Willit Run: I fully understand where you're coming from, but the one thing you forget is: If you don't obey you're company SOP, ie x-wind limit, you will be straight in for tea without biscuits if something happens. The limits is, as you say, test limits and you may or may not be able to land in excess of them.
A very easy method that I know is called the 60/60 rule. Degrees of the runway x windspeed /60. Works great but if the x-wind is more the 60 degress of the runway just use the windspeed as the x-wind component.
Use the old whizz wheel? Quick, easy and no maths required.
What's all this sinus stuff anyhoo? I thought they were somewhere up your nose, and it's the sine of an angle - I've never heard of a sinus in the context of maths.. could have missed something mind you.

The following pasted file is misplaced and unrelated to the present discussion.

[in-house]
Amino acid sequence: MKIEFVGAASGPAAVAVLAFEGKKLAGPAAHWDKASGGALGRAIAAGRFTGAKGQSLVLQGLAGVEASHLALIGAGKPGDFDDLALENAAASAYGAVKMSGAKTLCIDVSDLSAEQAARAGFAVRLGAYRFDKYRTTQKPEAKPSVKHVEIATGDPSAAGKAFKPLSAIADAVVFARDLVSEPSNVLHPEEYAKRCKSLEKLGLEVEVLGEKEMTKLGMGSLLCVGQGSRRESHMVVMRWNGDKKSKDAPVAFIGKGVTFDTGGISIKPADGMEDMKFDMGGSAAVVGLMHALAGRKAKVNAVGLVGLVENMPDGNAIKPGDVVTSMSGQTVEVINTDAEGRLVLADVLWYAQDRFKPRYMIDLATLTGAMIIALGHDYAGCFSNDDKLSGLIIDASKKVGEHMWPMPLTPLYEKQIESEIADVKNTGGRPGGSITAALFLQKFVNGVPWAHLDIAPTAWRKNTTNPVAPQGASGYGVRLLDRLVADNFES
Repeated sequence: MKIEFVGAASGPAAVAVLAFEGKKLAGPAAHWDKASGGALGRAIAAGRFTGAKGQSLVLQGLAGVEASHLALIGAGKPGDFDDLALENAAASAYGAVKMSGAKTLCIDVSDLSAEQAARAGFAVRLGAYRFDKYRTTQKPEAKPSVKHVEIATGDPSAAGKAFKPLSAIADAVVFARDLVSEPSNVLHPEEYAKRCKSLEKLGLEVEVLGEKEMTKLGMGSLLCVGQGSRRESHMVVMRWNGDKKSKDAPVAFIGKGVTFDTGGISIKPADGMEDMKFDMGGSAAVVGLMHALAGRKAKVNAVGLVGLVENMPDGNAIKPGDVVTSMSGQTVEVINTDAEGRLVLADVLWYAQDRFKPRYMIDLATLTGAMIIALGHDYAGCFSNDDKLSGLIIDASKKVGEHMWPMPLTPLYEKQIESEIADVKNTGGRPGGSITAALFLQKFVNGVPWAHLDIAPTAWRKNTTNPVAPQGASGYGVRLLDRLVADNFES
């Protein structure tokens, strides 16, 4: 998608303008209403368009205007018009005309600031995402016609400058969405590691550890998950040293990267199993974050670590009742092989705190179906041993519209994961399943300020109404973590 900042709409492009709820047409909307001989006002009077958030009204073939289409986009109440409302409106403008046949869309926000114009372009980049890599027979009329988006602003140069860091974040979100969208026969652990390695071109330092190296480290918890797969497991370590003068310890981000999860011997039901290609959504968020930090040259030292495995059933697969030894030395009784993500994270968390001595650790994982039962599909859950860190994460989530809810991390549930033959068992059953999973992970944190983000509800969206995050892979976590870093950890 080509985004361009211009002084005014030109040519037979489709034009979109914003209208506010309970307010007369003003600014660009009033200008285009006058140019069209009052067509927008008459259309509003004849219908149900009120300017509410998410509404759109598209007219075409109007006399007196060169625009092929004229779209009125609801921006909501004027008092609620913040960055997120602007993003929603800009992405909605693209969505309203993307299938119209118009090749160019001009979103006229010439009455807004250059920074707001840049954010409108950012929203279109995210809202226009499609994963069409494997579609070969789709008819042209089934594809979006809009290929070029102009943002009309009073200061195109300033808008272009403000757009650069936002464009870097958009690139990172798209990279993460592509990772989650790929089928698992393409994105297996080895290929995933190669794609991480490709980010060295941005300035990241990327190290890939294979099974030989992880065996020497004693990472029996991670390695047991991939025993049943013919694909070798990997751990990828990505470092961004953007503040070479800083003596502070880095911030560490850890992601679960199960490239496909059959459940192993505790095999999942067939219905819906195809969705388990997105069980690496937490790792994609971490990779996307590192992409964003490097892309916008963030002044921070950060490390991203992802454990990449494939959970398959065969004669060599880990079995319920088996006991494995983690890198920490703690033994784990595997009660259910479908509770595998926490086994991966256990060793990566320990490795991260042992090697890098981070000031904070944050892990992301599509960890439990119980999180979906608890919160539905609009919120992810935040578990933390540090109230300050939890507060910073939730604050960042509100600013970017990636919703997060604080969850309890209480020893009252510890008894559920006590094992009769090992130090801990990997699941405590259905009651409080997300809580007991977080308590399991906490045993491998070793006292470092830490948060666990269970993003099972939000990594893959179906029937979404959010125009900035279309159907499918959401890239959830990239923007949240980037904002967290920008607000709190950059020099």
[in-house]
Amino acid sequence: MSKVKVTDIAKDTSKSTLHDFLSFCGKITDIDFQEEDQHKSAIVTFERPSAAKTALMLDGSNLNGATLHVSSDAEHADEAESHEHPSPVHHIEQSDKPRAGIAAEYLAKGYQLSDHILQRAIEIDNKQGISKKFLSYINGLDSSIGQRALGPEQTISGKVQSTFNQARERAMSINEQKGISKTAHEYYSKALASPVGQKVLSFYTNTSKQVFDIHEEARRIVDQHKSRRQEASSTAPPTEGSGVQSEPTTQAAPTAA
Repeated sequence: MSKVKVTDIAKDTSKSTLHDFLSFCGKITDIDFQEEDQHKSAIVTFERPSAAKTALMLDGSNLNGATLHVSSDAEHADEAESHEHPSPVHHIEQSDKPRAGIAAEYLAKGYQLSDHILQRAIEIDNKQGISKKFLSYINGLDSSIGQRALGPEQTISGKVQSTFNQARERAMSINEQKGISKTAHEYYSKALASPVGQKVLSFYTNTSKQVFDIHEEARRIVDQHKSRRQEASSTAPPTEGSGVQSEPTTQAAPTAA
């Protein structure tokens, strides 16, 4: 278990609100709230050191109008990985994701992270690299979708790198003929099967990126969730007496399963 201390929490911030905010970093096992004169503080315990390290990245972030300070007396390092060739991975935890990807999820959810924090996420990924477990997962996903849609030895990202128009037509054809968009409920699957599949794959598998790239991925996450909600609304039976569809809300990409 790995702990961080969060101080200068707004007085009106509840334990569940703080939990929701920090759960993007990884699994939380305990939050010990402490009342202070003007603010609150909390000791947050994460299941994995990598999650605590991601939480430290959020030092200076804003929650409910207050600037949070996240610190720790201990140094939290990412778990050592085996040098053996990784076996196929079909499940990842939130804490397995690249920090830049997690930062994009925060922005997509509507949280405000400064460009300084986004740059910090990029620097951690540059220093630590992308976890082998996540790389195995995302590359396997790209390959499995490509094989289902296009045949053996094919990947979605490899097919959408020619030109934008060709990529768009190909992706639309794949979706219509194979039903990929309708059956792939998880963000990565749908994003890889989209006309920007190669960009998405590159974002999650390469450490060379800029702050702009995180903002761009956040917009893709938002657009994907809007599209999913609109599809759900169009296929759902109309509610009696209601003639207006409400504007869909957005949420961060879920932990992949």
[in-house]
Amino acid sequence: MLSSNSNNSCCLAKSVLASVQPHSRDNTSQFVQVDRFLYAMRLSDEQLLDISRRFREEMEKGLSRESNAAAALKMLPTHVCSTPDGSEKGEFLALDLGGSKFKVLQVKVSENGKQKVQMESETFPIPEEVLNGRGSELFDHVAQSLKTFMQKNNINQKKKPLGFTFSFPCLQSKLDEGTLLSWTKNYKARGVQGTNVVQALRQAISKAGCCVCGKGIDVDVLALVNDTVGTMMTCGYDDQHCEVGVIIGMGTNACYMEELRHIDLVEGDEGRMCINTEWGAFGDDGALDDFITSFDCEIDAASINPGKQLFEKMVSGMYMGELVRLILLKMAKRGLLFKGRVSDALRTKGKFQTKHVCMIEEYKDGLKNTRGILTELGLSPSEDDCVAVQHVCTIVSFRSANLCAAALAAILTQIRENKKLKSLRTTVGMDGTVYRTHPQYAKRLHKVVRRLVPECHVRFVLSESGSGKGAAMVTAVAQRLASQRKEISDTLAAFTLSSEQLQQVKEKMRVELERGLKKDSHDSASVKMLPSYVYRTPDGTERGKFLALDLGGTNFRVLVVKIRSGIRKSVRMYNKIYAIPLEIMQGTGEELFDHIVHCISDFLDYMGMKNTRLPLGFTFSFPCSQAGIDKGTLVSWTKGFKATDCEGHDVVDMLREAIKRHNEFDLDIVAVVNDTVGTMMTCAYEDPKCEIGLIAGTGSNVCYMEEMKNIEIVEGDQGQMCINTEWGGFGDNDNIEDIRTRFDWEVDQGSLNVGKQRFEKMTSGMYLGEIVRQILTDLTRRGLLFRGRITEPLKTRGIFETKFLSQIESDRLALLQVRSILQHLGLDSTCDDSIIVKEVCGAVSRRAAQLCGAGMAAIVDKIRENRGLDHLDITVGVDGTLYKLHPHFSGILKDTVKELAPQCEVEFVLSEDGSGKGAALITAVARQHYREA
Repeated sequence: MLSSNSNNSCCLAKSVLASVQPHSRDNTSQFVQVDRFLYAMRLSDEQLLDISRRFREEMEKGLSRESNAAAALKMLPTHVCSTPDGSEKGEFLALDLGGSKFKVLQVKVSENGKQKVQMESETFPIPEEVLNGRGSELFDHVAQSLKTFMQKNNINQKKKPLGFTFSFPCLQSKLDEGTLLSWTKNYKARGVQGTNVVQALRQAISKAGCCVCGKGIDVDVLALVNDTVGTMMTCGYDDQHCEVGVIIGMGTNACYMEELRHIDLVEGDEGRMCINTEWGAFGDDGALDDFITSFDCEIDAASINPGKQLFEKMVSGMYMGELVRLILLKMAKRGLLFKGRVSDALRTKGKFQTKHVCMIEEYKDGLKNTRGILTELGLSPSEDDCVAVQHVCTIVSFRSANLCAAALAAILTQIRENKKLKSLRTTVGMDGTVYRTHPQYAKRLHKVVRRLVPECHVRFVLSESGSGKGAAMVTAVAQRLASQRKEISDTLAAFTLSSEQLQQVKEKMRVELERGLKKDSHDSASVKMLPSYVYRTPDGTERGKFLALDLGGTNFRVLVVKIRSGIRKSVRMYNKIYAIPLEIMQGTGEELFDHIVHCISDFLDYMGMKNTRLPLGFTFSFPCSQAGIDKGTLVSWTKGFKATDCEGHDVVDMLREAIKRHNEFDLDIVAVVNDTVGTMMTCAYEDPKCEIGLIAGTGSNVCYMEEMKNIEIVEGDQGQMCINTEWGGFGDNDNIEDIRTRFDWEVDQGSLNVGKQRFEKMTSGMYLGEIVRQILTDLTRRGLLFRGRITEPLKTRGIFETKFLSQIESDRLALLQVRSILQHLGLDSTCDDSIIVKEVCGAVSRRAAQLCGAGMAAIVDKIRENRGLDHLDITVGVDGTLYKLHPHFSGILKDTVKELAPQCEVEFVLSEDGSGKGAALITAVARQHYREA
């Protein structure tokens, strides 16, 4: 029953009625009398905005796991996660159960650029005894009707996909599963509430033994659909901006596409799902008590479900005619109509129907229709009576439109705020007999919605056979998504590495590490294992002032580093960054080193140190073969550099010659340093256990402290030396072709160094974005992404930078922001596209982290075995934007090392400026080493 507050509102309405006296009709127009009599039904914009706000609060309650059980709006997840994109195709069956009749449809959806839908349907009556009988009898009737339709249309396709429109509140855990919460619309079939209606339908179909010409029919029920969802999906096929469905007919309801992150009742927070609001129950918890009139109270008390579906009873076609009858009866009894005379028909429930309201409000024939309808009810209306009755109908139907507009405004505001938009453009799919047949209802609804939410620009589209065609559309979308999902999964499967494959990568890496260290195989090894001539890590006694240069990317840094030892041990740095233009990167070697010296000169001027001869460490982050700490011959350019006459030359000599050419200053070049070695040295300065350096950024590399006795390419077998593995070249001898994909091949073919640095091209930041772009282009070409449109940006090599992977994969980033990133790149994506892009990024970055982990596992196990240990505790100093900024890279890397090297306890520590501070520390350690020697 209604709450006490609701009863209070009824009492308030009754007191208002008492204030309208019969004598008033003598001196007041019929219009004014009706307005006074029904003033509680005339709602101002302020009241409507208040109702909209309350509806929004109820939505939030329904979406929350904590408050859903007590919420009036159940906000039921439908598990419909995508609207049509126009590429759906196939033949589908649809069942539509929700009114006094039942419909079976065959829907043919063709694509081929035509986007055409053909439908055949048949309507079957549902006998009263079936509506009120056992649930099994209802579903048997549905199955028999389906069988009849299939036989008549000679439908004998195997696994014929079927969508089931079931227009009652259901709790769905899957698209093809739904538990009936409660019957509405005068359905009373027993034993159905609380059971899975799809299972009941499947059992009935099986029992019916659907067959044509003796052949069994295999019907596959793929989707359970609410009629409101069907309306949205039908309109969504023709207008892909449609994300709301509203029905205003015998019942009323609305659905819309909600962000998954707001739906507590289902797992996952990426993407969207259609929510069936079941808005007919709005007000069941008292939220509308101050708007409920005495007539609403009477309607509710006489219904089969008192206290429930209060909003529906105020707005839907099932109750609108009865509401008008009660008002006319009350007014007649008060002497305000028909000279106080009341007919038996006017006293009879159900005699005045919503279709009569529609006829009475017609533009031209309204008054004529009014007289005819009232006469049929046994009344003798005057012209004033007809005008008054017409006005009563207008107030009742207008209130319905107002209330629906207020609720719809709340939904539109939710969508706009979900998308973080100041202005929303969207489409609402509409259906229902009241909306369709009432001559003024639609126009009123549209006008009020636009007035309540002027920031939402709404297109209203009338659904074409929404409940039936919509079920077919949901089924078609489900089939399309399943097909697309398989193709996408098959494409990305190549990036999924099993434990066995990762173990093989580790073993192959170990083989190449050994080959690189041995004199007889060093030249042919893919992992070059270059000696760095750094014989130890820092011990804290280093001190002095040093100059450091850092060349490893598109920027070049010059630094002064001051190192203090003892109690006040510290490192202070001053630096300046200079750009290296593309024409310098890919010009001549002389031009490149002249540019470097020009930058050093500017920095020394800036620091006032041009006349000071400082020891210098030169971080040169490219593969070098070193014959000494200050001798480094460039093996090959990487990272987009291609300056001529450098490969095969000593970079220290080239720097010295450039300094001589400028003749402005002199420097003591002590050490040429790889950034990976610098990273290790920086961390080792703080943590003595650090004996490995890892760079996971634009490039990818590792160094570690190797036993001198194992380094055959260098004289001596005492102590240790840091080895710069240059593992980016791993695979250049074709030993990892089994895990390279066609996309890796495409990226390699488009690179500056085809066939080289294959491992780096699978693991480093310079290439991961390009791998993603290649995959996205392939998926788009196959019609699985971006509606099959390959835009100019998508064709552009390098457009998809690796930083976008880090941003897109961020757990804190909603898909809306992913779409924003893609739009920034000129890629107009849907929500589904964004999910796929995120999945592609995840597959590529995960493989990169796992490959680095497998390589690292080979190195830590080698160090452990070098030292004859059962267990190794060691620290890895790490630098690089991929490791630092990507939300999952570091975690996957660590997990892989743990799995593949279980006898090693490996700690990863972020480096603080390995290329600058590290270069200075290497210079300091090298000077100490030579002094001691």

Sine derives from Latin 'sinus' - curve, so put that up your nose! Unless you have a cockpit readout that gives you exact crosswind, how will your management prove otherwise? Your company limits are more conservative than the manufacturers demonstrated limits. Use your calculation as a guide only; in strong crosswinds the strength will fluctuate anyway.
skiesful, Re “Your company limits are more conservative than the manufacturers demonstrated limits”. Your statement might be assuming too much; just as individuals lack accurate guidance on wind measurement, so do many operators on how to apply demonstrated limits – what do they (certification regulation, manufacturer, management, and the demonstrated value) actually mean.
You appear to be the first to consider wind strength, whereas previous posts only considered direction. It’s continually surprising how human thought focus on just one aspect of a question; crosswind component is a function of direction and strength.